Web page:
The New York Times has an article with the following headline: "Revelations of N.S.A. Spying Cost U.S. Tech Companies".
While I don't have issue with the article itself, I'm going to have to disagree with the headline. Ultimately, it's not the revelations themselves that are the problem, it's the NSA's actions that have been costing U.S. tech companies ...
The presumably upcoming vote on raising the debt ceiling is the big news story of the US today. Personally, I think they should just go with an up and down vote, but there is all these messy fights about wanting to attach conditions to the debt ceiling. Despite the ugly political fights, however, I have a feeling that things will go like this:
- The August 2 deadline will continue to approach, with no end in sight to the debt ceiling fight. In fact, Republicans will make increasingly outrageous demands, making it seem even more likely that the United States might default on part of its debt.
- With the huge amount of uncertainty and fears of a default by the United States government, the stock market will plummet drastically near the August 2 deadline.
- Goldman Sachs will make a killing with all the shorts it would have made. Right before the deadline, they will also buy up a whole lot of stock at rock bottom prices.
- In a dramatic vote immediately before the deadline, Congress will agree to raise the debt ceiling. Republicans may or may not be trying to deliberately cripple the American economy for working class people for their own political benefit, but they would never be allowed to actually block the raising of the debt ceiling. Goldman Sachs might like destroying parts of the economy to gather wealth from shorts, but even they might balk from a default which could threaten the wealth of even the incredibly rich.
But what do I know? I'm just a poor, cynical guy with no first-hand experience with the inner workings of any political or financial system, who probably has no idea what he is talking about.
Without even having read the book, the blurb for the The Annunaki Enigma Armageddon 2010 is enough to make me sure that it would quite a disaster. I definitely would not have seen it if I weren't subscribed to the science fiction section at Fictionwise, but the blurb was so much of a train wreck that it was hard to ignore:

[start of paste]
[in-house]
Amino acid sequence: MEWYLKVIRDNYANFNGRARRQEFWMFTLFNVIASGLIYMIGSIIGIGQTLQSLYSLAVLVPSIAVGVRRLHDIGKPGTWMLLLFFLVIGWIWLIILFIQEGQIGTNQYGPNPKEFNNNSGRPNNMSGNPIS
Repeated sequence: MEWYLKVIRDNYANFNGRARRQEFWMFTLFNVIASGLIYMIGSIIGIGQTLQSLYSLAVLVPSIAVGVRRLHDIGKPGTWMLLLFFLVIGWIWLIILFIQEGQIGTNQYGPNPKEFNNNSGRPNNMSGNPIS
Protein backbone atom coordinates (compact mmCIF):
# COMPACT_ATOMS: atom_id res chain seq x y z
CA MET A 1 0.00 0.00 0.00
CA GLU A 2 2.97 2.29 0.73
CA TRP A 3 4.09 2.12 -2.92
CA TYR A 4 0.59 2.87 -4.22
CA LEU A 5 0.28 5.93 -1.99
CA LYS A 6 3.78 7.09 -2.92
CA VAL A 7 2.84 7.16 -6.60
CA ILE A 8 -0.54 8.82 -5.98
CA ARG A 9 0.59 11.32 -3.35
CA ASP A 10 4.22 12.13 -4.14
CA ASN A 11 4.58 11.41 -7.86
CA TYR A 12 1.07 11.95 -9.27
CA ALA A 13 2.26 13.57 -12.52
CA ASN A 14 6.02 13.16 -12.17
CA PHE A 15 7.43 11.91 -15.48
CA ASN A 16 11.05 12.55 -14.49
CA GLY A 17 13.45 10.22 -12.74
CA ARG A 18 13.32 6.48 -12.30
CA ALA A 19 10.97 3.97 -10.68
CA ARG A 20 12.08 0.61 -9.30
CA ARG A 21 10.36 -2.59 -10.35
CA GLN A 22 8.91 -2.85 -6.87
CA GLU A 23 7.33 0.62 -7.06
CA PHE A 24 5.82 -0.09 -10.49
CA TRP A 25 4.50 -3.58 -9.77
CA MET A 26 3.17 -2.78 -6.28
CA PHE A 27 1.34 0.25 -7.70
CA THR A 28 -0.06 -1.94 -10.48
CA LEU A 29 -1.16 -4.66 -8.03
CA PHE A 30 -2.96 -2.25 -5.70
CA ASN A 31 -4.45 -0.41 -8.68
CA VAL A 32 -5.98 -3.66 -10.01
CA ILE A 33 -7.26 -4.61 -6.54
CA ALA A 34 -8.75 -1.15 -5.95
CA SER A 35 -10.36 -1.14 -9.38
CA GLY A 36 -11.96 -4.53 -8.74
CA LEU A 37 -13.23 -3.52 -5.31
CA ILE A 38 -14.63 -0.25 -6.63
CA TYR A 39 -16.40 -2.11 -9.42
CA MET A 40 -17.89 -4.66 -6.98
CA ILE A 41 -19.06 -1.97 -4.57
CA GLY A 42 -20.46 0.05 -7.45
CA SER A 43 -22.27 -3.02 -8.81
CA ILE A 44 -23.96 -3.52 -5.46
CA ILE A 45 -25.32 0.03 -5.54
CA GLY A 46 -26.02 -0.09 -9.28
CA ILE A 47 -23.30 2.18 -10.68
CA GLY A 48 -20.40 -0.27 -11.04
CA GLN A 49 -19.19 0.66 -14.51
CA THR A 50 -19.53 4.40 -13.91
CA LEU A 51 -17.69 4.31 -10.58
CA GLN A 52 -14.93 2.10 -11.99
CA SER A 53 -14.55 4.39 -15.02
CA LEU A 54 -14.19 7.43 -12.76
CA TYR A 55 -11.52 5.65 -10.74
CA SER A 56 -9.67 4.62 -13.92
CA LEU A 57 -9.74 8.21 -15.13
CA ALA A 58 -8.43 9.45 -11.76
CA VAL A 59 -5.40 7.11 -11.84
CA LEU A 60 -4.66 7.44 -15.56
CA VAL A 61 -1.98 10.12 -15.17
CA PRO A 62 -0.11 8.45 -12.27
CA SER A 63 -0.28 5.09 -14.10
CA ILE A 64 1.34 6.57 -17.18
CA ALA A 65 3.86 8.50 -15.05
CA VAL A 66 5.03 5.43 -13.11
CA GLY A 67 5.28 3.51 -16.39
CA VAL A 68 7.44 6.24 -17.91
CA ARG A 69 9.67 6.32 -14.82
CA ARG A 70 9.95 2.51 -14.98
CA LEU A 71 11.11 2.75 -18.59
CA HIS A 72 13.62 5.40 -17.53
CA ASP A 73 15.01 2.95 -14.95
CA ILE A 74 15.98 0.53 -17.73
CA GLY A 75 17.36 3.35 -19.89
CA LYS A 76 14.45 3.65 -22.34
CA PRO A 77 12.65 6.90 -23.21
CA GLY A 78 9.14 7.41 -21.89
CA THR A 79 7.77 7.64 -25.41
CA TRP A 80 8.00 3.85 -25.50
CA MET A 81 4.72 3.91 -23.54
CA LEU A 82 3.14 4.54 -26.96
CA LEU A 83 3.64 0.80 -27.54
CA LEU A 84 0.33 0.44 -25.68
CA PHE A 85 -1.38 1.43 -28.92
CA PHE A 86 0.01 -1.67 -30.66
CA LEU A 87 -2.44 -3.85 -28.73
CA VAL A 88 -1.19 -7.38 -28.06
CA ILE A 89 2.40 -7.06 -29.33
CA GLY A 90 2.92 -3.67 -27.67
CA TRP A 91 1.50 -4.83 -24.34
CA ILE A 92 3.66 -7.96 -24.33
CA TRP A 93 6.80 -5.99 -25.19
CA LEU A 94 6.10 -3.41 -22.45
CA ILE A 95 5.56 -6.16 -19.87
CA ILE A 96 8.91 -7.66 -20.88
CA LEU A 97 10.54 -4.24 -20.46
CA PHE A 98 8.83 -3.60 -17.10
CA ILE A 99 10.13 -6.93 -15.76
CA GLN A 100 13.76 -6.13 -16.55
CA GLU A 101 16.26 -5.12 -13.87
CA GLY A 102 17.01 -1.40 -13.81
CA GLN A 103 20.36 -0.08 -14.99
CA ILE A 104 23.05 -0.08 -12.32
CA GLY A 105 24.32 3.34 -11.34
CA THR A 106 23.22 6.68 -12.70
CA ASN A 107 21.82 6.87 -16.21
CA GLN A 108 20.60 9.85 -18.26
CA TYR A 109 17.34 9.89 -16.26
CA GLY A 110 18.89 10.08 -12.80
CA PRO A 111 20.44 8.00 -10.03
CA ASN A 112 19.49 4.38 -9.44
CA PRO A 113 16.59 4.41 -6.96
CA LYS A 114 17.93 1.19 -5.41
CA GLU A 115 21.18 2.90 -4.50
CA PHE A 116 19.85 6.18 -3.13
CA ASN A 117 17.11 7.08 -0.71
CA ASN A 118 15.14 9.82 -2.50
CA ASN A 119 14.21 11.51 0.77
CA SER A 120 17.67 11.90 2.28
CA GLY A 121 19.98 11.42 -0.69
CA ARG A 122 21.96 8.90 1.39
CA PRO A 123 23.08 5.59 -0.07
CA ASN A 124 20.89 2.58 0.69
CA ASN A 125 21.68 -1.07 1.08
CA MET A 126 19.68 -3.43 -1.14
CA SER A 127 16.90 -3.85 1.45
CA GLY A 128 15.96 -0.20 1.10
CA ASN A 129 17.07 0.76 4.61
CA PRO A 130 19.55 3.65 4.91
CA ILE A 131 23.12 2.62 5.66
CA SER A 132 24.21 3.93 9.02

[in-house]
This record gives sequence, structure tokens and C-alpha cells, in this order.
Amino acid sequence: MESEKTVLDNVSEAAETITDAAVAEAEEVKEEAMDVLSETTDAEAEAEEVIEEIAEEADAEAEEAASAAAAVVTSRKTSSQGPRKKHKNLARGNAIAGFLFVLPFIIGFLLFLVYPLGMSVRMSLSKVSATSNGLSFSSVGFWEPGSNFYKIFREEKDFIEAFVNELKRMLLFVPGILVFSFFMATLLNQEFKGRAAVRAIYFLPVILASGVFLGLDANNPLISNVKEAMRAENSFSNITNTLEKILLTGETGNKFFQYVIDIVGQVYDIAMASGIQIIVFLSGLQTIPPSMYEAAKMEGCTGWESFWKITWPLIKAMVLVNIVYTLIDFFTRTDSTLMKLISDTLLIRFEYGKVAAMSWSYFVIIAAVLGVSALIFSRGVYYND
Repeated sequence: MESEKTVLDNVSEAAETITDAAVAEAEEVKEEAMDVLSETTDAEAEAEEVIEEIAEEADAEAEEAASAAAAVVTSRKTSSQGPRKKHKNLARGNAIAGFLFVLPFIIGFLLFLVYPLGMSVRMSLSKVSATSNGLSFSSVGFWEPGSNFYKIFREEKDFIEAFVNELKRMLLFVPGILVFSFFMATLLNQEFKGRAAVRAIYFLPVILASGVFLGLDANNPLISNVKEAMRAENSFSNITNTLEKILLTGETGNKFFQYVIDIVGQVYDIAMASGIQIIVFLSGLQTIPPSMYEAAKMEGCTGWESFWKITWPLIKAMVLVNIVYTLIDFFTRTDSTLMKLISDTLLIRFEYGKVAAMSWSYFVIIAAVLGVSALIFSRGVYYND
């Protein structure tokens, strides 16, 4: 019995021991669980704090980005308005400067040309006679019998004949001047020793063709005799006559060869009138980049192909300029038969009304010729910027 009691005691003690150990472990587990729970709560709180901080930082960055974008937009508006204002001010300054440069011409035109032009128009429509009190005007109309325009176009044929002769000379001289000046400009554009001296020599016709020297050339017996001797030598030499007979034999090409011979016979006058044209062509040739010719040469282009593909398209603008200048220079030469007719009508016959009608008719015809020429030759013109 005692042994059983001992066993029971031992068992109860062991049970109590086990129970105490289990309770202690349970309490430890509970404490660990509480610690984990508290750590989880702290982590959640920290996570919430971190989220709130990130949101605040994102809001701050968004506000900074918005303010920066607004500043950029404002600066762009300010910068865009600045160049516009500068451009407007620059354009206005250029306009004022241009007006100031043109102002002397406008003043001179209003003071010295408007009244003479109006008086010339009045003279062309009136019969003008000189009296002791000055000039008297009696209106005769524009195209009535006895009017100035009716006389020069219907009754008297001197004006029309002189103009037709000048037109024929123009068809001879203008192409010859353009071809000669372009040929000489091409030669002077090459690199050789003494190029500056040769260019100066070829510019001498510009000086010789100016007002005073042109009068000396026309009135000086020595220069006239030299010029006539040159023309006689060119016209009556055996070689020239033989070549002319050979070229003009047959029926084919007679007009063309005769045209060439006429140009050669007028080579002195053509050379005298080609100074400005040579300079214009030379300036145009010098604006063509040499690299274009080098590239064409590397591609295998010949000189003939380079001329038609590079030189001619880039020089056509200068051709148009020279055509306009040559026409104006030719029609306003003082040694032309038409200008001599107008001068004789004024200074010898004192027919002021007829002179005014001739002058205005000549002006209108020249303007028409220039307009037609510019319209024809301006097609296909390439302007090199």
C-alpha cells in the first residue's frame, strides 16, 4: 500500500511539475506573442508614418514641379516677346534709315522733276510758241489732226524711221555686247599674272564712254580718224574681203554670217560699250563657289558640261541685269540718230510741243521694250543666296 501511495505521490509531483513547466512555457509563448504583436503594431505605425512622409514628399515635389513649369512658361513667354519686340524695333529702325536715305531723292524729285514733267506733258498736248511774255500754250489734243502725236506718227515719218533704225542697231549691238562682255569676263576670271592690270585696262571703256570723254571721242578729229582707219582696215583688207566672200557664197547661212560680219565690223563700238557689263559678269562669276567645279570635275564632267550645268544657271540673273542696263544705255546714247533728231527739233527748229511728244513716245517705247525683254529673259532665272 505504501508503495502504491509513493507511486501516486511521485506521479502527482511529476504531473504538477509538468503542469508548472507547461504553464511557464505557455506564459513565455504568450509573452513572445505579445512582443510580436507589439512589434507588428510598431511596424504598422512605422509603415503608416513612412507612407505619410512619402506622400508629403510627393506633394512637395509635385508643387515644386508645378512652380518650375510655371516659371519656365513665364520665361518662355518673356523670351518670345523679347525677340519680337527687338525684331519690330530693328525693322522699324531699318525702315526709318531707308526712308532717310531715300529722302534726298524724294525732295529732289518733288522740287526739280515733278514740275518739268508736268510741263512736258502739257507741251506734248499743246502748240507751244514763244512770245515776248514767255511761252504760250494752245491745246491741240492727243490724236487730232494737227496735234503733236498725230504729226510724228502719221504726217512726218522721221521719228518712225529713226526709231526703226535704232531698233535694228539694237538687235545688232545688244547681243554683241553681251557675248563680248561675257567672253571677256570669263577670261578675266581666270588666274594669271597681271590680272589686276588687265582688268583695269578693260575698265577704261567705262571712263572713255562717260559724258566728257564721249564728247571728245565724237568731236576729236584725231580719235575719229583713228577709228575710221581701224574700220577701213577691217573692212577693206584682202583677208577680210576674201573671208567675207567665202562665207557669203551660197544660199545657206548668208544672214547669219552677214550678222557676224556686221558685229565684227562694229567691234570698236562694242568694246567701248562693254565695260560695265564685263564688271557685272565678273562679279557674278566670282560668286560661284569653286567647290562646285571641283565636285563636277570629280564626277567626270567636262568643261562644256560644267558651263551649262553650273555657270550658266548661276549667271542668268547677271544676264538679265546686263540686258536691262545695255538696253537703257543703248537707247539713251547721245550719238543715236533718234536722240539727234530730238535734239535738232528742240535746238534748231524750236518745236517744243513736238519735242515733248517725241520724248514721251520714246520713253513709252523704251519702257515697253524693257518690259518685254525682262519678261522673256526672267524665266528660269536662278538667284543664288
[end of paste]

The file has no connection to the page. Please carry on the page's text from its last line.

Somewhere near the end of the year 2012 world governments are on the precipice of all out war. The United States has become a socialist state — a part of a "One World Order". The global economies are falling apart and there is an effort to correct a pseudo-scientific theory that the world is suffering from global warming brought on by the industrial countries. The politicians have attempted to create a significant revenue source by correlating the warming theory to the burning of carbon-based fuels. A carbon tax is invented and those in power are pleased. This adds further injury to the failing world economies. As this cataclysmic series of events further destroys the once vigorous monetary systems of the world, healthcare in the United States becomes state run. ...
And this is only half of the blurb! It might actually good if it were a satire, but it doesn't appear to be one. With the entire blurb basically a litany of extreme ideology (and quite a bit of delusional ideology at that), along with the complete absence of any indication of a plot, I have to wonder what the blurb writer was thinking. Did he (or she) really think anyone would want to read the book after that blurb?
In response to a South Korean defense minister raising the possibility of a first strike if North Korea showed clear signs of attacking with nuclear weapons, North Korea accused the South of declaring war. The defense minister was being unwise: he should have been vague enough to make North Korea wonder if South Korea would ever strike first, while not making statements that the North could unambiguously use in accusations without making themselves look like even bigger jerks than they usually come across as. On the other hand, North Korea is yet again vastly overreacting (as usual).
Maybe for most people in the world, a "you just declared war on us" claim from a neighboring nation might be cause for great alarm. But for the average South Korean, it wouldn't be cause for panic, even if it does increase worry, since the North Korean government has been regularly saying things like that for decades. And it's rather hard to stay in total fear mode for so long when total open warfare has not broken out during all that time. No doubt such aggressive posture by North Korea is ulcer-inducing for military planners, since this might be the one time that the North actually starts something drastic, but North Korea has been crying wolf far too many times for the average person.
The average person in North Korea might have similar attitudes regarding aggressive proclamations from the South Korean government, except I suspect they never actually get to hear about them ...
One thing that always occurs to me when there is a mass shooting is that they often don't seem to be fundamentally different from suicide bombings. In both types of events, the perpetuator usually ends up killing and wounding a lot of people, and the perpetuator almost always end up getting themselves killed, by getting themselves blown up, shooting themselves, or getting shot by cops. And yet, suicide bombings are invariably described as terrorist acts while mass shootings are treated as 'merely' very tragic events (well, except perhaps if the shooter is Muslim). The one fundamental difference between a mass shooting and a suicide bombing seems to be that there might be less property damage from the former, even if in practice there might be different proportions of motives.
Not terribly important in the grand scheme of things, but the different perceptions have been bugging me ...